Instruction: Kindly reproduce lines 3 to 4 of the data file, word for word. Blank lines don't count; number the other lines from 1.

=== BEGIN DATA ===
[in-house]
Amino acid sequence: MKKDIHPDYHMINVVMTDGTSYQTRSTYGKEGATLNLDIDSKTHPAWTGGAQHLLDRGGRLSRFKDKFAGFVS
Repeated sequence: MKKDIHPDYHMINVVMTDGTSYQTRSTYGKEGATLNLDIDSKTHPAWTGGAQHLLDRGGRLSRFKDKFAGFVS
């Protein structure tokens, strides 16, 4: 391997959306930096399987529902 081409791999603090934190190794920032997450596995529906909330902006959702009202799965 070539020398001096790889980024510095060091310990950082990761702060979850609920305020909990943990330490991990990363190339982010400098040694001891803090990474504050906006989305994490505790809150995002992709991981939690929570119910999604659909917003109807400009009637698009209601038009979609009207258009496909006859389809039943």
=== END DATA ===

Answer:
Repeated sequence: MKKDIHPDYHMINVVMTDGTSYQTRSTYGKEGATLNLDIDSKTHPAWTGGAQHLLDRGGRLSRFKDKFAGFVS
């Protein structure tokens, strides 16, 4: 391997959306930096399987529902 081409791999603090934190190794920032997450596995529906909330902006959702009202799965 070539020398001096790889980024510095060091310990950082990761702060979850609920305020909990943990330490991990990363190339982010400098040694001891803090990474504050906006989305994490505790809150995002992709991981939690929570119910999604659909917003109807400009009637698009209601038009979609009207258009496909006859389809039943």